Annual Meeting Abstracts: View

  • (Abst. 1.092), 2019
  • My Seizure Gauge: Seizure Detection and Prediction with Noninvasive Wearable Devices
  • Authors: Benjamin H. Brinkmann, Mayo Clinic; Ewan Nurse, Seer Medical; Mona Nasseri, Mayo Foundation; Daniela Carrasco, Seer Medical; Tal Pal Attia, Mayo Foundation; Sonya Dumanis, Epilepsy Foundation of America; Andreas Schulze-Bonhage, Freiburg University; Gregory A. Worrell, Mayo Foundation; Mark Cook, University of Melbourne; Dean Freestone, Seer Medical; Mark Richardson, King's College London
  • Content:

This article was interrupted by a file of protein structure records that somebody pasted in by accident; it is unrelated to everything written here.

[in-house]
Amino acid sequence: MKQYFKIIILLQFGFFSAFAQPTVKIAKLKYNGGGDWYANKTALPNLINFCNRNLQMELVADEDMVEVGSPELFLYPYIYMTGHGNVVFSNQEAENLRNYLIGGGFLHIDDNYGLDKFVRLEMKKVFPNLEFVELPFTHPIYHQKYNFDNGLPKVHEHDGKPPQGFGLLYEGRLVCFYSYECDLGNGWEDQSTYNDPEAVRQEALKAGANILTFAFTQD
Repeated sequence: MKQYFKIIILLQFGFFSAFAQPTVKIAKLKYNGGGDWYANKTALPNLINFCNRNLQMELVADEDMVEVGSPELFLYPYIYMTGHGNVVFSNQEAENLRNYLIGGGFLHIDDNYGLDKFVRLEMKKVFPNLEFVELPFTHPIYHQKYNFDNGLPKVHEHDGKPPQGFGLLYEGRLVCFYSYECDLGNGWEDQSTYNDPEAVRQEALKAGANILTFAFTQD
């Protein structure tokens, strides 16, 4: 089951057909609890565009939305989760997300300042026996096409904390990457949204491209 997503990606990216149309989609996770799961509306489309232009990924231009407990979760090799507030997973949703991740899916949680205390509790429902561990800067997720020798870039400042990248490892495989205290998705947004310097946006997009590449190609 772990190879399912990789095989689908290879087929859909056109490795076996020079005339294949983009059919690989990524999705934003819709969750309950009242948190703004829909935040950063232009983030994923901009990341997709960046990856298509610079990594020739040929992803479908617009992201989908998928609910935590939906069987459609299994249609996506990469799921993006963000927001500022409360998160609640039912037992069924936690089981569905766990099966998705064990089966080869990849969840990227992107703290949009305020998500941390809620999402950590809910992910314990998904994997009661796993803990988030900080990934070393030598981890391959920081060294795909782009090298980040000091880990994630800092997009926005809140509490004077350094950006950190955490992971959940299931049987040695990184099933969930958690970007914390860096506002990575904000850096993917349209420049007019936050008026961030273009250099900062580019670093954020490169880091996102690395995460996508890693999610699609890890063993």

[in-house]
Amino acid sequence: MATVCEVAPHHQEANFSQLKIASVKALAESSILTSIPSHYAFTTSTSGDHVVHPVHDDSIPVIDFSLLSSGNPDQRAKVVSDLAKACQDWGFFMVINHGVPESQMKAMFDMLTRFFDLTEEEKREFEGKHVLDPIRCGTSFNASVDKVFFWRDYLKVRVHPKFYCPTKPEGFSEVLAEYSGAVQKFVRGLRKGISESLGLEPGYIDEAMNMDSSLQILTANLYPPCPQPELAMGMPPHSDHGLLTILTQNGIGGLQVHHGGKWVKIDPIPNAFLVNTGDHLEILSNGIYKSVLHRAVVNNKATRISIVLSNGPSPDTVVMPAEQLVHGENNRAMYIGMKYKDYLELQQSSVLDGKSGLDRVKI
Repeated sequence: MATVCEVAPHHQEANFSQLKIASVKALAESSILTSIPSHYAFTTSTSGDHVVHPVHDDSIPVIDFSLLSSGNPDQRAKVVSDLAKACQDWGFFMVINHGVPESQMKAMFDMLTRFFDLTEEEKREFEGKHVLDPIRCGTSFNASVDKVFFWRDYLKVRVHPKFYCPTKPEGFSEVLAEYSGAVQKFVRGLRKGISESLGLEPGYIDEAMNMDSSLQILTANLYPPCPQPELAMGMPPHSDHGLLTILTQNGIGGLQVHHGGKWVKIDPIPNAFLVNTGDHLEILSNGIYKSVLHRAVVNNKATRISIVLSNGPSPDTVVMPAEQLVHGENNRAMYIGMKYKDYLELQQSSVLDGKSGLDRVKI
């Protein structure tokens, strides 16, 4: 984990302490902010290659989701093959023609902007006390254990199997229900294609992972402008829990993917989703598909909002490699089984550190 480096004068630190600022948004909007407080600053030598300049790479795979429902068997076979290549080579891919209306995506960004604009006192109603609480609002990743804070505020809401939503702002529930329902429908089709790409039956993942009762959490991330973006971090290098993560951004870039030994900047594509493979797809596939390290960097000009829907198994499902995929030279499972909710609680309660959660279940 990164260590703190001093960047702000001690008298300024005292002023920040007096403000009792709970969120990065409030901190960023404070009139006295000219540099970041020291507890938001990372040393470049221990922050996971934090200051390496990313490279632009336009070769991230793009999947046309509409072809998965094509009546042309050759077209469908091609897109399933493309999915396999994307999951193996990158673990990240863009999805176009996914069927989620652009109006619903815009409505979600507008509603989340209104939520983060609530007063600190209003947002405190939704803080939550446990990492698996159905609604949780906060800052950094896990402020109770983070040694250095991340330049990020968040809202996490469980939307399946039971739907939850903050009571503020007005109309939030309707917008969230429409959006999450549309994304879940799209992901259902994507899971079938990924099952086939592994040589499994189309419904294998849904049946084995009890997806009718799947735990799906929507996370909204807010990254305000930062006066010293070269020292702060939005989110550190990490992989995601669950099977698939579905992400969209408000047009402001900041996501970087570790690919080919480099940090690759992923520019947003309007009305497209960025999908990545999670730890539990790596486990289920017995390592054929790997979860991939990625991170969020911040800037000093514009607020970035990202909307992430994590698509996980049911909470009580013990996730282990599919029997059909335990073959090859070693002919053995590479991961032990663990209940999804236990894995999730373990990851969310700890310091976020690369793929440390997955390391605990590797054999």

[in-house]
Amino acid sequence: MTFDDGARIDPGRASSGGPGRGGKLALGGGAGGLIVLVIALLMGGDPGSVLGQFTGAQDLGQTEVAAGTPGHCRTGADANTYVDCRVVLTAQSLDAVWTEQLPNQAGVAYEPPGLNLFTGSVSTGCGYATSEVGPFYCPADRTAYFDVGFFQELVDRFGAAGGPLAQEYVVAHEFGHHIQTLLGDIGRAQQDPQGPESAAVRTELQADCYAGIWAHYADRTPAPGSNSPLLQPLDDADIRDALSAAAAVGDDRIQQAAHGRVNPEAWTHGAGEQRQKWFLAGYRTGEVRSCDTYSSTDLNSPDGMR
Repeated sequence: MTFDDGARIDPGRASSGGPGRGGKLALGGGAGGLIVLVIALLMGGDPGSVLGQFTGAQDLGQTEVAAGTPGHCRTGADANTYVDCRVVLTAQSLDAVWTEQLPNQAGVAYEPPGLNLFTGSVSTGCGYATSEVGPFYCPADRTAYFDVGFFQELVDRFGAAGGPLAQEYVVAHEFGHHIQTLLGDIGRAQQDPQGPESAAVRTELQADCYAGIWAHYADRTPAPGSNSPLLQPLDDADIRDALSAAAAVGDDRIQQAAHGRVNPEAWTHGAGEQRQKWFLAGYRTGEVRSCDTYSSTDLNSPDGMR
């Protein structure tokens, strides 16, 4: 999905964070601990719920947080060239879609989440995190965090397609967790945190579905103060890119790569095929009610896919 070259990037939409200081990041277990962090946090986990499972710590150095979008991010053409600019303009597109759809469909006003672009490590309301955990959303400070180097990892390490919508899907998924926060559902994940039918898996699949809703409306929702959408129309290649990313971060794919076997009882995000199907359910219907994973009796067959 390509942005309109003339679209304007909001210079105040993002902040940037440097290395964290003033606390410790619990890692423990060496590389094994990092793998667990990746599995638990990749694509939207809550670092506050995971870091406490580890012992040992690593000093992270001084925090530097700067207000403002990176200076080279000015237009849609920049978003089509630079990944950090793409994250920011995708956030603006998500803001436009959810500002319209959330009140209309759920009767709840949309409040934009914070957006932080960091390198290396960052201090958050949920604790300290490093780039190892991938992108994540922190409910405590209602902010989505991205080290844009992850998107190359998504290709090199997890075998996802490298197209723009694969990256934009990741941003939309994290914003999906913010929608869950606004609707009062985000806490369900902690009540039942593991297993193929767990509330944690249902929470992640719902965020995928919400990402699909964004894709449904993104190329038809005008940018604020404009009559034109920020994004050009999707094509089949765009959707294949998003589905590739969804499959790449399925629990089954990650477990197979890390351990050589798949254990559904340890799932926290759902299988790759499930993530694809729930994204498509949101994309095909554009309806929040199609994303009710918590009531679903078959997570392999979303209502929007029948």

Rationale: Despite advances in medication, surgery, and other therapeutic approaches, many people with epilepsy continue to experience seizures. One of the most difficult features of epilepsy is the unpredictability of seizures, and a reliable warning system for seizures could help patients better manage their lives. Seizure forecasting has been successfully demonstrated using intracranially recorded EEG, but invasive implanted devices may be unsuitable for many patients. Noninvasive wearable biosensors may be capable of forecasting the probability of seizures. However, rigorous testing with EEG-based seizure records is needed to develop and validate such a system. Methods: This three-year project is organized into three phases. In year 1, commercially available wearable sensors are evaluated for signal quality, patient acceptability, and potential to detect and predict seizures in patients undergoing invasive EEG, ambulatory scalp EEG, or hospital scalp EEG. Biosignals are correlated with confirmed clinical and electrographic seizure events. In year two, patients trialing sub-scalp EEG monitoring devices (UNEEG SubQ, or Epi-Minder) and/or ambulatory intracranial EEG device (Medtronic RC+S) will wear sensors for multiple months to correlate biosignal records with EEG seizure annotations. In year three, a machine learning competition to develop forecasting algorithms on biosignals will be conducted. Biosignals from mature, commercially available wearable sensors including photoplethysmography (PPG), accelerometry (ACC), electrodermal activity (EDA), electromyography (EMG), scalp EEG, heart rate (HR), and temperature are under evaluation in year 1. Commercially available biosensors will be evaluated in year 1 for patient acceptance and signal quality, and sensors under evaluation include the Empatica E4 watch, the GeneActiv actigraphy watch, the EpiTel EpiLog scalp EEG sensor, ByteFlies sensor dots, the Biovotion Everion armband, and the Equivital TnR vest. In addition, surveys of mood and premonitory symptoms will be evaluated as possible seizure predictors in years 1 and 2 of the project. Results: To date, we have enrolled 59 patients and recorded 153 seizures over a total of 305 days of monitoring. The enrolled patient group is 53% female with a median age of 31 years. Nineteen patients (32%) were undergoing stereotactic EEG, 29 (49%) ambulatory scalp EEG, 1 (2%) subdural invasive EEG, 9 (15%) in-hospital scalp EEG, an 1 (2%) an implanted device. Eight patients enrolled (14%) were pediatric. Subjects’ seizure localizations were wide ranging, including left temporal (4, 7%), right temporal (3, 5%), right frontal (1, 2%), right occipital (2, 4%), and generalized or non-localized (8, 15%). Twenty seven patients (46%) did not have seizures during monitoring, but may have had behavioral spells or other events. In total 32 seizures have been recorded with EMG, 9 with wireless scalp EEG, 96 with wrist PPG, 37 with chest PPG, 122 with wrist ACC, 76 with chest ACC, and 96 with wrist EDA. Conclusions: The My Seizure Gauge project has made significant progress gathering seizure data using multiple different wearable devices. Funding: Epilepsy Foundation of America - Epilepsy Innovation Institute